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Microsoft Receives Quantum Computing Patent

What makes this patent interesting is not just the fact that Microsoft has begun covering its bases in quantum computing, which gives this field much more credibility, but its general nature to improve on "prior art" in topological quantum computing. Without a deep dive into quantum computing itself, much of the content covered by patent is confusing enough to make your head spin, but it is obvious that Microsoft is targeting quantum computing functionality in wide range of applications.

The Microsoft patent refers to specific quantum computing devices, including quantum computers, quantum cryptography systems, quantum information processing systems, quantum storage media, and special purpose quantum simulators, all of which are covered in this patent by themselves and in combination with traditional computing systems. Microsoft spends quite a bit of time on cryptography systems and states that "cryptography also would be revolutionized" if computers could "exploit quantum mechanical superpositions".

In a cryptography application, Microsoft explains that "respective braids that correspond to the plain text and the encryption key may be defined. The key braid may be applied to the plain-text braid to generate an encrypted-text braid. To decrypt the encrypted text, the key braid may be applied to the encrypted text braid to reestablish the plain-text braid." It is generally believed that quantum computing systems could deliver cryptography applications that are far more secure than today's solutions

  • Zeknichov
    The fact that you can patent something before its been developed and works is sickening. The whole patent system is inefficient and is hurting the consumer.
    Reply
  • amk-aka-Phantom
    ZeknichovThe fact that you can patent something before its been developed and works is sickening. The whole patent system is inefficient and is hurting the consumer.
    I agree, but hopefully this will destroy Linux and Mac OS :D
    Reply
  • This is pathetic. Patents are the best way to hinder innovation.
    Reply
  • AndrewMD
    @ eno5 - That would not be your same attitude if someone stole or copied something you are working on. If anything, this helps innovation by setting a standard base to work from, instead of multiple people working on the same process in different ways to get the same results.
    Reply
  • Microsoft are not actively engaged in producing working quantum computing devices. They never will be.
    Are research students / groups the world over now more likely to put in years of effort to realise a technolgy that microsoft already has the patents for or are they more likely to just think 'f**k it dude, let's go bowling'?
    Reply
  • AbdullahG
    amk-aka-PhantomI agree, but hopefully this will destroy Linux and Mac OSHow is Linux and Mac OS relevant to quantum computing? What sets apart quantum computing from standard computers in mainly transistors (and the fact that quantum computers use quantum mechanic principles).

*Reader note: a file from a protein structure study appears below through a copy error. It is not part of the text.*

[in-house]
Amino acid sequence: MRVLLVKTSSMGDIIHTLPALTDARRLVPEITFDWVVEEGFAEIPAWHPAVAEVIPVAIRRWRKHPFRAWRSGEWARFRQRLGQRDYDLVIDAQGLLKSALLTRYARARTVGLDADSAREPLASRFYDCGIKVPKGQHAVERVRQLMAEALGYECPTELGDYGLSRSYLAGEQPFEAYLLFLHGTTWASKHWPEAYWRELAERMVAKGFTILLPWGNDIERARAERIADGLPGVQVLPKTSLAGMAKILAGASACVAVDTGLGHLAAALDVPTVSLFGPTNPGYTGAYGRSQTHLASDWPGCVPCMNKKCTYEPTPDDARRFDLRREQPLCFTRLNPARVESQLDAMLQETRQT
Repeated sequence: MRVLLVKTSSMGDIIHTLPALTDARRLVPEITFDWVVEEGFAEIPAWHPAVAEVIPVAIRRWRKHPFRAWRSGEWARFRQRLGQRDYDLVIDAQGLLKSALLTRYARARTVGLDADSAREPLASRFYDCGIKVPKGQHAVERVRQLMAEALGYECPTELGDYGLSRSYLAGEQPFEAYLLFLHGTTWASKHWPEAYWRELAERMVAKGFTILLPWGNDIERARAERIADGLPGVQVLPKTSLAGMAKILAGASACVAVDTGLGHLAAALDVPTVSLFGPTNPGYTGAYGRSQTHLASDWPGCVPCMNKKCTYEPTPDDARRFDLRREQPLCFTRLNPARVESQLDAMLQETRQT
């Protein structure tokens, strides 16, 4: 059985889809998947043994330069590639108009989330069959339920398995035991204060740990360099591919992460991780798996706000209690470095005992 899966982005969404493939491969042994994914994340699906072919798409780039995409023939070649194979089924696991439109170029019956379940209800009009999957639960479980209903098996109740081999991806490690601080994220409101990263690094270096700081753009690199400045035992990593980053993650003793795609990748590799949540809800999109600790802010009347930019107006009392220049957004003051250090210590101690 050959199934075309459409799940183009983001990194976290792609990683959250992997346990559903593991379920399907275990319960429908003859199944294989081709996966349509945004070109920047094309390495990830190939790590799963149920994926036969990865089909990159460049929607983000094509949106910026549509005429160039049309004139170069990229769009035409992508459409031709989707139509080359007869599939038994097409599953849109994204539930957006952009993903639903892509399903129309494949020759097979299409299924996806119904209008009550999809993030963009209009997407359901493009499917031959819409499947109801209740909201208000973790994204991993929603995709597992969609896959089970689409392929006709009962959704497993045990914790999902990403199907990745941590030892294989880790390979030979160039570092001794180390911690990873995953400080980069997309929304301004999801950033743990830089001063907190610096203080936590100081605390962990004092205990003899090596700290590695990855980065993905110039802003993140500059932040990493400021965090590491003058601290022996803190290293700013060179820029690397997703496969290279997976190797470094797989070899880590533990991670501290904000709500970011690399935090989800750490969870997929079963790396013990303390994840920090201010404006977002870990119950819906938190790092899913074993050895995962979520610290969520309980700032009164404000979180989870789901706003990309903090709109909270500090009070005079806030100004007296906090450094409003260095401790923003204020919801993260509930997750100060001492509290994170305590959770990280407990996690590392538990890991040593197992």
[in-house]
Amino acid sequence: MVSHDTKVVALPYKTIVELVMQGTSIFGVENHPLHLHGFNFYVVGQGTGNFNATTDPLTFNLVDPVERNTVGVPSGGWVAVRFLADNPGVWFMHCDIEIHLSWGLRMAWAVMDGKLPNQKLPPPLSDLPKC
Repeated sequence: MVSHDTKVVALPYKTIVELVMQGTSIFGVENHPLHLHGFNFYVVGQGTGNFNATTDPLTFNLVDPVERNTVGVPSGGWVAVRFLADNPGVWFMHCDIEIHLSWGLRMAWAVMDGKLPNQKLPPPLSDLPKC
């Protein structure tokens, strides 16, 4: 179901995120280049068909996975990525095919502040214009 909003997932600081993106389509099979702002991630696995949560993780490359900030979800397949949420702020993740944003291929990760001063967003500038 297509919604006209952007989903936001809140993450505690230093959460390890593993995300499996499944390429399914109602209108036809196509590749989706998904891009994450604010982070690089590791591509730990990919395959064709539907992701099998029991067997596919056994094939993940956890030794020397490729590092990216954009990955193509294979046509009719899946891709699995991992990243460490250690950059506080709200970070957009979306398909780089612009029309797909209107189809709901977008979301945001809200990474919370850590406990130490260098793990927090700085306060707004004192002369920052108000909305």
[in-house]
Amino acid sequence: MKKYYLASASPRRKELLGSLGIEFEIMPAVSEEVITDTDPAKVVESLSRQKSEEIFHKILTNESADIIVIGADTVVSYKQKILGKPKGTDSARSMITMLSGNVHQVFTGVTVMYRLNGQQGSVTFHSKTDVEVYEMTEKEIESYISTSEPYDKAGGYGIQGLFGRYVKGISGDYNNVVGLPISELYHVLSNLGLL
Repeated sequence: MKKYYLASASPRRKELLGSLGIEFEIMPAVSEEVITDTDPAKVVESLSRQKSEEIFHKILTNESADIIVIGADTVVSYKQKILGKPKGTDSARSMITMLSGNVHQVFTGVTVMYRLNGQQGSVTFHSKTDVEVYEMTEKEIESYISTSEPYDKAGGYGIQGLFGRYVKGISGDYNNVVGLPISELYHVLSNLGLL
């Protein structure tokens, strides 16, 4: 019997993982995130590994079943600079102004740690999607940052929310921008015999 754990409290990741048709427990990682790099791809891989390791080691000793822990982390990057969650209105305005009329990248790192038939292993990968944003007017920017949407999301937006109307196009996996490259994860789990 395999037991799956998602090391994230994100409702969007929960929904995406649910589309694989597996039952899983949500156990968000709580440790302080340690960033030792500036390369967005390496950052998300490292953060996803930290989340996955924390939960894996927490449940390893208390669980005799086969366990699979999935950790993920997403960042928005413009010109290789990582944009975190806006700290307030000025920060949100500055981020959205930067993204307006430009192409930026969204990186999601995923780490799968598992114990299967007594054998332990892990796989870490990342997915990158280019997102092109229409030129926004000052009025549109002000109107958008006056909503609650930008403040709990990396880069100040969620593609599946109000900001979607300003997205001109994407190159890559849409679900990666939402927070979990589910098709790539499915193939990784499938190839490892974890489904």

Reply
  • gmarsack
    I wonder if I can patent the patent process... this way, I can get a royalty on any one wishing to apply for a nonsense patent and not feel so bad when I read money grabs like this. It's sick to think this kind of patent system exists! :(
    Reply
  • amk-aka-Phantom
    AbdullahGHow is Linux and Mac OS relevant to quantum computing? What sets apart quantum computing from standard computers in mainly transistors (and the fact that quantum computers use quantum mechanic principles).
    They're not, because that MS patent will keep them away from it for good.

    Wow, lots of Linux fanboys on Tom's recently! What are you doing here? :D Core 2 Duo is enough for toying with your OS, you don't need Tom's content ;)

    stuart72Microsoft are not actively engaged in producing working quantum computing devices. They never will be. Are research students / groups the world over now more likely to put in years of effort to realise a technolgy that microsoft already has the patents for or are they more likely to just think 'f**k it dude, let's go bowling'?
    But they will make an OS to work with them. And of course they don't want some open source BS to steal their profits! Besides, research WILL be done, whether they want it or not; Asia, or example, doesn't care about patents and copyrights at all, 90% of all software here is pirated. And it gets work done :)
    Reply
  • Interesting, especially seeing as I work along side some of the biggest minds in quantum computing.
    Reply
  • ojas
    amk-aka-PhantomThey're not, because that MS patent will keep them away from it for good.Wow, lots of Linux fanboys on Tom's recently! What are you doing here? Core 2 Duo is enough for toying with your OS, you don't need Tom's content
    I know MacOS is annoying, but give open source programs their due! Without open source stuff we'd be in a pretty shitty world...and Linux does have its advantages.

    amk-aka-PhantomBesides, research WILL be done, whether they want it or not; Asia, for example, doesn't care about patents and copyrights at all, 90% of all software here is pirated. And it gets work done
    +10^6 :D

    Though the fact that software is pirated so much lets PC game make devs lame excuses... :(
    Reply